When Vanilla Fudge Got Weird on ‘The Beat Goes On’
Released in February 1968, Vanilla Fudge's The Beat Goes On is easily one of the weirdest albums in classic rock history. When it comes to the highly unconventional career trajectory of the band, it's not uncommon for certain details and events to become confused, lost in translation or merely clouded by the mists of time so many decades down the line.
But every ounce of confusion involving this, the group’s 1968 sophomore album is justified.
Spawned in 1966 out of Long Island, N.Y., initially under the overwhelming influence of the British Invasion, the quartet composed of Mark Stein (vocals and keyboards), Vince Martell (guitar), Tim Bogert (bass and vocals) and Carmine Appice (drums) would duly morph into pioneering psychedelic rockers and, later, unknowing forefathers of heavy metal before dissolving four years later.
All of their albums captured a telltale snapshot of Vanilla Fudge's ever-changing musical interests and talents over that lifespan, whether via the covers of established artists dominating the group's eponymous first disc, or the self-penned material sprinkled throughout later efforts.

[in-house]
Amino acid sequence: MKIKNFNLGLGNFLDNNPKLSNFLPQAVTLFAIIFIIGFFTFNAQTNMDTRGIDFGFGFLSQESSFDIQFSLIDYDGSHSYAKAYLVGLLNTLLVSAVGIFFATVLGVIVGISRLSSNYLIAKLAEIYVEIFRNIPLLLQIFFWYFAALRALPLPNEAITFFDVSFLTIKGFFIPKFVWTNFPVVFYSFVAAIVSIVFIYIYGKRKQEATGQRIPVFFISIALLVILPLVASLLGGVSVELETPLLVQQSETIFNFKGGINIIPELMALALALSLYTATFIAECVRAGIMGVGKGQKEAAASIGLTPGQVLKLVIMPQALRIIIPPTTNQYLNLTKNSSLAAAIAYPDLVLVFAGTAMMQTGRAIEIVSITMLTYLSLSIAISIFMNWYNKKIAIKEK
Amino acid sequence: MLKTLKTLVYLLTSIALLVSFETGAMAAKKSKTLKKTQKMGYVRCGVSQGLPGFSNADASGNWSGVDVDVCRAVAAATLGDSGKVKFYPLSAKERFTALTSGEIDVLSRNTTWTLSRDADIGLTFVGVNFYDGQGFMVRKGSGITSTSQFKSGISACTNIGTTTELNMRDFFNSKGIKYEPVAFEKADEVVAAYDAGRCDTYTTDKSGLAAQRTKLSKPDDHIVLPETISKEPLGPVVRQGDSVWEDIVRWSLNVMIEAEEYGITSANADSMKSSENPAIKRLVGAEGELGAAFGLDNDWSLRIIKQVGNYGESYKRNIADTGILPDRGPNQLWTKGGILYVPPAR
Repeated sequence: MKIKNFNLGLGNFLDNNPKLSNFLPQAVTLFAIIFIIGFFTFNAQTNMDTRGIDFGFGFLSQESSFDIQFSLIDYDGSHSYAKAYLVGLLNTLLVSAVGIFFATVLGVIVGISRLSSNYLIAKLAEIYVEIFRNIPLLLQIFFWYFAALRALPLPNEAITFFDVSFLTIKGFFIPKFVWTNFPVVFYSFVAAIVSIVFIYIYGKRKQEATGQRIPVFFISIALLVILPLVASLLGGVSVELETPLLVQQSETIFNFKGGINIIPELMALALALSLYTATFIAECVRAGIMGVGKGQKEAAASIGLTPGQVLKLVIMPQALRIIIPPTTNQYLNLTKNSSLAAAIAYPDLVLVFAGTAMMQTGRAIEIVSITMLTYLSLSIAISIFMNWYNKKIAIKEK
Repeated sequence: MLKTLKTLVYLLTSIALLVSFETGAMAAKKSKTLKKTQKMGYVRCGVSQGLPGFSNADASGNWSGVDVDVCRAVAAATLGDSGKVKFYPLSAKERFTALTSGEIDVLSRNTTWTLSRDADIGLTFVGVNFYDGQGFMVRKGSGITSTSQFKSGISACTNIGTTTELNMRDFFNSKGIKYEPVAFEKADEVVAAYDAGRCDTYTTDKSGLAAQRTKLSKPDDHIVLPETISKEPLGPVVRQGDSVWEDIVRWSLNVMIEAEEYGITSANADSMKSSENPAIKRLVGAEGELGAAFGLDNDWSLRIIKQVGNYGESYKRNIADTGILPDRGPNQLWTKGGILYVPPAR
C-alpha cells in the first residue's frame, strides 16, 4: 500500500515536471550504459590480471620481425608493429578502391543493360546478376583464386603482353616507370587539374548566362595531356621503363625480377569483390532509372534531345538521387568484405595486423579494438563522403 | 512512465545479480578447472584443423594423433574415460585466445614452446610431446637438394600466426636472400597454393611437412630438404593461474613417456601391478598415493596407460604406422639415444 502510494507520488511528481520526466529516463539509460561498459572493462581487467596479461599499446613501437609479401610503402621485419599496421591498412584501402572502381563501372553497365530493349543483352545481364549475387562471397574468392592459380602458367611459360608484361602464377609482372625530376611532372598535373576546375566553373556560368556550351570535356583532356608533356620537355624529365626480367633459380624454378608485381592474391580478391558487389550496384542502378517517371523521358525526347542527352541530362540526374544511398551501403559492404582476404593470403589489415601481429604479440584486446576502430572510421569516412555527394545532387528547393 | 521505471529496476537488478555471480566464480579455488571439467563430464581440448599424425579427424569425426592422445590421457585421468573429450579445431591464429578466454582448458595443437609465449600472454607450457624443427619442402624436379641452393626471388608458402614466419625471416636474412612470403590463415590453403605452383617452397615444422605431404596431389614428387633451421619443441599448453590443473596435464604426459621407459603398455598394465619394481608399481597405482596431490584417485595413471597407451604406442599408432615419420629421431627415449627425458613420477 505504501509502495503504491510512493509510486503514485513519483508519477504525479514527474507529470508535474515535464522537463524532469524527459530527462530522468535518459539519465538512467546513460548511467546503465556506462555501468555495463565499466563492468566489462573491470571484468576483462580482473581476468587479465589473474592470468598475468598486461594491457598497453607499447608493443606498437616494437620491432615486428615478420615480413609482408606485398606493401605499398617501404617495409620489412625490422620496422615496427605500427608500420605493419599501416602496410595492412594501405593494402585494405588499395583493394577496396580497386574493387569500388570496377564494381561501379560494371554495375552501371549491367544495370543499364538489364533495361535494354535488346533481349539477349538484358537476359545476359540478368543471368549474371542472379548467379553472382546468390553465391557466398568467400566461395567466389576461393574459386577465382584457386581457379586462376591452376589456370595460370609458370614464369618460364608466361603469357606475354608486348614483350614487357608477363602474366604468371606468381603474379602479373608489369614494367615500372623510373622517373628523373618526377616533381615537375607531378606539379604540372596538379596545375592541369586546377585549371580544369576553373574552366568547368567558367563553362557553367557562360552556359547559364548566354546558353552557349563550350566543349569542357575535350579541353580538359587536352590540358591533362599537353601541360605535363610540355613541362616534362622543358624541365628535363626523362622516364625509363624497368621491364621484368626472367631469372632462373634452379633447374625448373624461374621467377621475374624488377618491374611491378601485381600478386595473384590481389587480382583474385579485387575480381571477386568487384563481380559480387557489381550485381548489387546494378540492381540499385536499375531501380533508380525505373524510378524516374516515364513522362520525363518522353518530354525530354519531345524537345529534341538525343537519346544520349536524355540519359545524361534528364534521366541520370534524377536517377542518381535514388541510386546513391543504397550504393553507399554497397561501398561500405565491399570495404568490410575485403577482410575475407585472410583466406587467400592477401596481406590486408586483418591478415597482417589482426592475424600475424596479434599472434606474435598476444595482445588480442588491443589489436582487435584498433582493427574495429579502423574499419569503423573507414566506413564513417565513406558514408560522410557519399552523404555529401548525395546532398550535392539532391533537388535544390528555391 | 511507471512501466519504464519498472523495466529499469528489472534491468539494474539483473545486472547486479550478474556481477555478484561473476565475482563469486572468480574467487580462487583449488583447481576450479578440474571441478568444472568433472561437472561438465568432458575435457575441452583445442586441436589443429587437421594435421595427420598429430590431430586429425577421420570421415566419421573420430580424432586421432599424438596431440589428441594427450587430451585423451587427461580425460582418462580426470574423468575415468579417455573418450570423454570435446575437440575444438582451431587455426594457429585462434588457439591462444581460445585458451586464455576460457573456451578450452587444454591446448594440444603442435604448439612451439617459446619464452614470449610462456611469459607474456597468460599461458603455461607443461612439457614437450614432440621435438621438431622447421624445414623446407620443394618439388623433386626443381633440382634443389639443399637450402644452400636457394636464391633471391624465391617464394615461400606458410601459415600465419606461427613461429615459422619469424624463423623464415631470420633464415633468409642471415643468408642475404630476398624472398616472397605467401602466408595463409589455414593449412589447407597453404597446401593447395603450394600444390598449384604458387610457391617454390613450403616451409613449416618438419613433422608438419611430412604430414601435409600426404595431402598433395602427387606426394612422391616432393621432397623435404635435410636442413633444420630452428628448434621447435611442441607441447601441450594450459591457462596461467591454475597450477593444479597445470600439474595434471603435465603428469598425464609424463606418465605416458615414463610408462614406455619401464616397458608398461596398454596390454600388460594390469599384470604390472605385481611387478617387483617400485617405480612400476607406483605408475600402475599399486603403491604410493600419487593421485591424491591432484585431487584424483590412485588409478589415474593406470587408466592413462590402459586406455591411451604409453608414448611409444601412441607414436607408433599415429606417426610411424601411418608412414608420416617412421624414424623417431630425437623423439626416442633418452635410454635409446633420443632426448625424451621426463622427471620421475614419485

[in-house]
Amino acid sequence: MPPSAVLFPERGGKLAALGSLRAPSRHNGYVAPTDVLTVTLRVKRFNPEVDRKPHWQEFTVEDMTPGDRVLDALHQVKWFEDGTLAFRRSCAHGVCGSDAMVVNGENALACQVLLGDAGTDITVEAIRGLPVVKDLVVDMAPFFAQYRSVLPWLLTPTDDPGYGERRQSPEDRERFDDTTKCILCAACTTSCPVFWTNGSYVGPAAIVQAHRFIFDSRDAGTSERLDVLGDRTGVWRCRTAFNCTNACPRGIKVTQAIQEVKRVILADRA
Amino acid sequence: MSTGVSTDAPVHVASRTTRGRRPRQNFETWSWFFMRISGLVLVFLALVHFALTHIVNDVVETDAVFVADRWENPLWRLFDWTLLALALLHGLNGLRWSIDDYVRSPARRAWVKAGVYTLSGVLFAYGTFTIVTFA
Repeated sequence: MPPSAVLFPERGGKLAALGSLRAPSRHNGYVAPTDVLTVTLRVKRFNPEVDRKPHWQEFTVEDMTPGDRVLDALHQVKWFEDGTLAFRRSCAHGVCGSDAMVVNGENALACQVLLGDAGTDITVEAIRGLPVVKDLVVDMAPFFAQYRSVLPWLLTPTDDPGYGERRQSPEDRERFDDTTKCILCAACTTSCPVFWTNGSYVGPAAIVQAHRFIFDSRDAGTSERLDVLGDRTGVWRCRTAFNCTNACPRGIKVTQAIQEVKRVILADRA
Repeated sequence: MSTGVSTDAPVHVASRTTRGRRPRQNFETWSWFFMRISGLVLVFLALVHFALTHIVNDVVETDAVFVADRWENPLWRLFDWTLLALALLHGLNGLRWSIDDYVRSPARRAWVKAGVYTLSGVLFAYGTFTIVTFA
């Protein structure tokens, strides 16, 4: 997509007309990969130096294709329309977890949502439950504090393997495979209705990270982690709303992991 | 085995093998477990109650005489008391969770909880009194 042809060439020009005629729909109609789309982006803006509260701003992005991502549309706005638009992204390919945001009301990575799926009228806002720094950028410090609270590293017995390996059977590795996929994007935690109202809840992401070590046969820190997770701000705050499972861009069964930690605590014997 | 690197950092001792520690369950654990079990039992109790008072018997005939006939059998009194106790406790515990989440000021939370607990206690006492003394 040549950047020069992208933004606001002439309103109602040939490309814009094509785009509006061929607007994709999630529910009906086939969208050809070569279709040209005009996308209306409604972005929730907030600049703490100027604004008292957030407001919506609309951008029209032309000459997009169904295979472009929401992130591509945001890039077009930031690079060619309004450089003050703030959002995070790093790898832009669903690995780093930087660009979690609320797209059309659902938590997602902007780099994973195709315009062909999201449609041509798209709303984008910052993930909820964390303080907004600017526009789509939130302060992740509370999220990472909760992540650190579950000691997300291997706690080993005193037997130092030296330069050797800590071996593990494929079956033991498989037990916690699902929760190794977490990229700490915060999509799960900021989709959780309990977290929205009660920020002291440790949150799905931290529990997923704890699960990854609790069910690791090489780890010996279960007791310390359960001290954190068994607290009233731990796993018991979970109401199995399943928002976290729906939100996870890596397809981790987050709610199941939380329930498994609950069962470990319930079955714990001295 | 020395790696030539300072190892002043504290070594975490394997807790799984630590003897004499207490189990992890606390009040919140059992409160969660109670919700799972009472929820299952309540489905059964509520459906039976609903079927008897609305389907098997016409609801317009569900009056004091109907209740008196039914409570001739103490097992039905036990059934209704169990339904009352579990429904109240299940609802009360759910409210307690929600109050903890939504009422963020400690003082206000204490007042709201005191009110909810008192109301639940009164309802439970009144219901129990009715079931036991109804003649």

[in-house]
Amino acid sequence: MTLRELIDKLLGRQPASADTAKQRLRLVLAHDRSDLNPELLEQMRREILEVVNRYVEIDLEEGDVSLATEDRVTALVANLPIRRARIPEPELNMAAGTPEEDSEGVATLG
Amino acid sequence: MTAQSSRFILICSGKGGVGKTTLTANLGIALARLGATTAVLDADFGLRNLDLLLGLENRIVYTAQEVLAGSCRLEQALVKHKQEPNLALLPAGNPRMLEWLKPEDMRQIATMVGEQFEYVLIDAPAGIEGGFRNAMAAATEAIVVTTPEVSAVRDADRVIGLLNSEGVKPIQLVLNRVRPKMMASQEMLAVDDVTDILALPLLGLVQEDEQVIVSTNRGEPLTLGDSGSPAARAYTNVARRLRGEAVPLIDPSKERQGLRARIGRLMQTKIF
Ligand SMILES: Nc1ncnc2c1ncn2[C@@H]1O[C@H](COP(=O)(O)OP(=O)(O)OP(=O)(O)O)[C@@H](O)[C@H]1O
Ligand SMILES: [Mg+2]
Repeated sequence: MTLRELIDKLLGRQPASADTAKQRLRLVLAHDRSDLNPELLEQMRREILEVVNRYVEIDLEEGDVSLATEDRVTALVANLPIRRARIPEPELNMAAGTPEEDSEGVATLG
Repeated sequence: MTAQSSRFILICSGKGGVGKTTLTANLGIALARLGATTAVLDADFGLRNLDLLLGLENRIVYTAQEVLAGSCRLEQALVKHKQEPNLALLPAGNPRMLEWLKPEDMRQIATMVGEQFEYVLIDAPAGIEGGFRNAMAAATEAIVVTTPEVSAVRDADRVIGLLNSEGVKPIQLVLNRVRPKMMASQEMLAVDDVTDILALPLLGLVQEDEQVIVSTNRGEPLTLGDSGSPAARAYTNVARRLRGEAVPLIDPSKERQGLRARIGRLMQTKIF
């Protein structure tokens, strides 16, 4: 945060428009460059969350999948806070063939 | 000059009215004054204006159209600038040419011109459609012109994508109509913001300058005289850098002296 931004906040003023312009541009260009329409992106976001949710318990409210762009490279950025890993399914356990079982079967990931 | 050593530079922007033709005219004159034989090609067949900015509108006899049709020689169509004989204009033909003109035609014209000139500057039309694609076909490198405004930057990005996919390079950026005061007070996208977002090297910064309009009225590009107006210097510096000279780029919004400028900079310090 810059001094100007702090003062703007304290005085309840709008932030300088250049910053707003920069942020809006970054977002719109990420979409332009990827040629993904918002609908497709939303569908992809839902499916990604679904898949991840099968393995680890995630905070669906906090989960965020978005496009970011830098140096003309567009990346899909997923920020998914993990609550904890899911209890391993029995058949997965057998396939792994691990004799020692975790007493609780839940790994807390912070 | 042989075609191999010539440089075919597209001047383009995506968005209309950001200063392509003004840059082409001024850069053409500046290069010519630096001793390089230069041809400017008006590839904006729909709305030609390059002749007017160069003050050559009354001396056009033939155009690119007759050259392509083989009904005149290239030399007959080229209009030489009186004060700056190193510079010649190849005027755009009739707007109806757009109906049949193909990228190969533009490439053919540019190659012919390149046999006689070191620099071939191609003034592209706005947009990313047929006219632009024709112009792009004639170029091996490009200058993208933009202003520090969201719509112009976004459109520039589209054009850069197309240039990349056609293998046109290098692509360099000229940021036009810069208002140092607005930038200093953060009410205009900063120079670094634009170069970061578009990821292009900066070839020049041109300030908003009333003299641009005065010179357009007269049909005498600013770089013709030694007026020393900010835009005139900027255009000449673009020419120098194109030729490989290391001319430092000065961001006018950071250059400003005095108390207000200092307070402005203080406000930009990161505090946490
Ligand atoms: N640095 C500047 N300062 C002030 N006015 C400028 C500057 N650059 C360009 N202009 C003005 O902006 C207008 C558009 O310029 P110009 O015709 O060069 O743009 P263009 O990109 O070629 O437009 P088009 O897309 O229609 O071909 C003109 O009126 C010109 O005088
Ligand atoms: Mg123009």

The exception is 1968's sophomore long-player, The Beat Goes On, which instead of proper songs consisted of a series of sound collages that to this day stubbornly refuse classification. This is in large part because the album’s recording sessions were allegedly hijacked.
According to band accounts in the years that followed, The Beat Goes On was both masterminded and orchestrated, not by the Fudge, but by their late producer George "Shadow" Morton. It was he, they claim, who allegedly dragged the powerless young musicians along for a wild ride across four distinct musical "phases" fusing historical radio broadcasts and tripped-out mantras with brief musical vignettes. Some of these were crafted by the band, others were excerpted from the works of artists as diverse as Cole Porter, the Beatles and Beethoven.
The end results were so freaky and far-out they managed to baffle even the flower children that had taken root all over America's opposite coast and, if anything, some musical fragments actually resembled the musique concrete creations found on vocal Vanilla Fudge critic Frank Zappa’s Lumpy Gravy.
All of which, made The Beat Goes On's relatively strong performance on the charts (it peaked at an impressive No. 17, likely on the strength of its more successful predecessor) perhaps the most unbelievable part of this entire story.